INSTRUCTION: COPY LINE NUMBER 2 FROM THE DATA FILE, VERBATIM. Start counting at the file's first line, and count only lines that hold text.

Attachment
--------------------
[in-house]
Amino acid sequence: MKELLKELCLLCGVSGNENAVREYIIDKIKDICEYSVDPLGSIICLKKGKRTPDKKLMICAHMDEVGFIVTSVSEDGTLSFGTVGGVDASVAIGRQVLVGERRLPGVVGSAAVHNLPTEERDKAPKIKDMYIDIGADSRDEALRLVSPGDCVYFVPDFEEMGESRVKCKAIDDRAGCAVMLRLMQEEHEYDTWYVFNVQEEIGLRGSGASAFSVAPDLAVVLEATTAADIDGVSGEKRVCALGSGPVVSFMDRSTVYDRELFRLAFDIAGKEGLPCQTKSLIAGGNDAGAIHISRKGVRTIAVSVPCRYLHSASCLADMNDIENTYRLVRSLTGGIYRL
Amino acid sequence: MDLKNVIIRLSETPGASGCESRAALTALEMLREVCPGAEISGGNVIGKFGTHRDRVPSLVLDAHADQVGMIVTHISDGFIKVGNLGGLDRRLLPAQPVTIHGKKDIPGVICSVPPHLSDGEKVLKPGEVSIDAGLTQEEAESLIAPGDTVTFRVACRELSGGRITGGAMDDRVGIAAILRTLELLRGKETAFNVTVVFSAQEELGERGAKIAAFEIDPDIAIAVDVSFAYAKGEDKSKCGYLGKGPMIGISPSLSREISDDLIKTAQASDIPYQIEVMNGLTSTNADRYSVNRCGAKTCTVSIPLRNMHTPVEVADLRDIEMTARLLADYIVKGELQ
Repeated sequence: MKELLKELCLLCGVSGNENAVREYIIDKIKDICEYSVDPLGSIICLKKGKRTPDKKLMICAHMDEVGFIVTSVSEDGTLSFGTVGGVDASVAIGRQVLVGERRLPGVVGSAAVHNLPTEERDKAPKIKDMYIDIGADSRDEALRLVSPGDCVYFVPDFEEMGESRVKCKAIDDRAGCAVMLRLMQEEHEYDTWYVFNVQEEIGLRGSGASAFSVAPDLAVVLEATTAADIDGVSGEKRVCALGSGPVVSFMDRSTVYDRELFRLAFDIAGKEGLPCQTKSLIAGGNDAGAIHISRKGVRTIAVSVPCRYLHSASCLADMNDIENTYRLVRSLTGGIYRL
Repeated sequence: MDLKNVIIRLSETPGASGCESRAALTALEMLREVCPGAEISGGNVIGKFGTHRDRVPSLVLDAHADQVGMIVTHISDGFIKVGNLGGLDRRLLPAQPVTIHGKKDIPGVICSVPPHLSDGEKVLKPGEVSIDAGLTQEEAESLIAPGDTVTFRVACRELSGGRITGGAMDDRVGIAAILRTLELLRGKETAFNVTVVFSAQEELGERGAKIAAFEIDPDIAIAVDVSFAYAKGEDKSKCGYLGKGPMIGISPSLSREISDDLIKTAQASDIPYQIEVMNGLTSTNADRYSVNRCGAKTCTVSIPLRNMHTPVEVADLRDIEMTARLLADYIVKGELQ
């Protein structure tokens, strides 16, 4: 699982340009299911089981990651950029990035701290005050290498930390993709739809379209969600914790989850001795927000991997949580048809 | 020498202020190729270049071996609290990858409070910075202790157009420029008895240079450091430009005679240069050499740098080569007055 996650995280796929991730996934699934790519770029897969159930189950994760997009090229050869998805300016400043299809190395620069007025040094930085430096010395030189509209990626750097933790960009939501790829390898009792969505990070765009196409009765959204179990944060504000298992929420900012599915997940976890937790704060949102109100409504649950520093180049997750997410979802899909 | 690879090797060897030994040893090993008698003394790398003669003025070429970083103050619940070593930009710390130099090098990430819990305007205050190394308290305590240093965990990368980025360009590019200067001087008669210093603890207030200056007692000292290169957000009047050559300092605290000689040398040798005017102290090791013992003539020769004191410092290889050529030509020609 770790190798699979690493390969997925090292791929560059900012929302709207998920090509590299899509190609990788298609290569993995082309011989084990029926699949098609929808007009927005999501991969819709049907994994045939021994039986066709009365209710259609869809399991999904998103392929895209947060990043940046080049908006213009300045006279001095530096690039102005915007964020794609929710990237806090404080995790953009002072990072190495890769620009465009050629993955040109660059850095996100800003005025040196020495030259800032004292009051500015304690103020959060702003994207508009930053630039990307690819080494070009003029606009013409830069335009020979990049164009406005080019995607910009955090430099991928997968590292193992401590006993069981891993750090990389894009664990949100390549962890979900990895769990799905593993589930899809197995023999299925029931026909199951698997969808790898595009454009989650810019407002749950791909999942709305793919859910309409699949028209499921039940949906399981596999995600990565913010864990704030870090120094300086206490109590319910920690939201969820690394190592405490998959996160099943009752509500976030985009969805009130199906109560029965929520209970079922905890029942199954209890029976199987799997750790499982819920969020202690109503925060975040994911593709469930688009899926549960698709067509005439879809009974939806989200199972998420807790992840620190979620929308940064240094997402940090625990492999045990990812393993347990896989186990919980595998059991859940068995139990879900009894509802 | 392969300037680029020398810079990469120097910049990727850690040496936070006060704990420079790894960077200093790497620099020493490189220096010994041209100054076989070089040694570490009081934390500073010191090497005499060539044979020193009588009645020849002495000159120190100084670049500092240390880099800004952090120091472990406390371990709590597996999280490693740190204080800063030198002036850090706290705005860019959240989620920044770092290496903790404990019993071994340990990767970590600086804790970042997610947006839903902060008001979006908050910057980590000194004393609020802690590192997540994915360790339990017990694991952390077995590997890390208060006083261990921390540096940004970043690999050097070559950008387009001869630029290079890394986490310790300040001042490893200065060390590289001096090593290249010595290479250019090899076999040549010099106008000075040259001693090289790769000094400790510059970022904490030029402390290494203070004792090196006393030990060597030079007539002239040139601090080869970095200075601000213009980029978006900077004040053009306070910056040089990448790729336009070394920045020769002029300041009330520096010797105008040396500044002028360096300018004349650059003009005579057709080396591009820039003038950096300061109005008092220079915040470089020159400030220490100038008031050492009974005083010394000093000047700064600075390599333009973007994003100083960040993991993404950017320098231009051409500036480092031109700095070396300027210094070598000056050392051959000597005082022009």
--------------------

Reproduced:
Amino acid sequence: MKELLKELCLLCGVSGNENAVREYIIDKIKDICEYSVDPLGSIICLKKGKRTPDKKLMICAHMDEVGFIVTSVSEDGTLSFGTVGGVDASVAIGRQVLVGERRLPGVVGSAAVHNLPTEERDKAPKIKDMYIDIGADSRDEALRLVSPGDCVYFVPDFEEMGESRVKCKAIDDRAGCAVMLRLMQEEHEYDTWYVFNVQEEIGLRGSGASAFSVAPDLAVVLEATTAADIDGVSGEKRVCALGSGPVVSFMDRSTVYDRELFRLAFDIAGKEGLPCQTKSLIAGGNDAGAIHISRKGVRTIAVSVPCRYLHSASCLADMNDIENTYRLVRSLTGGIYRL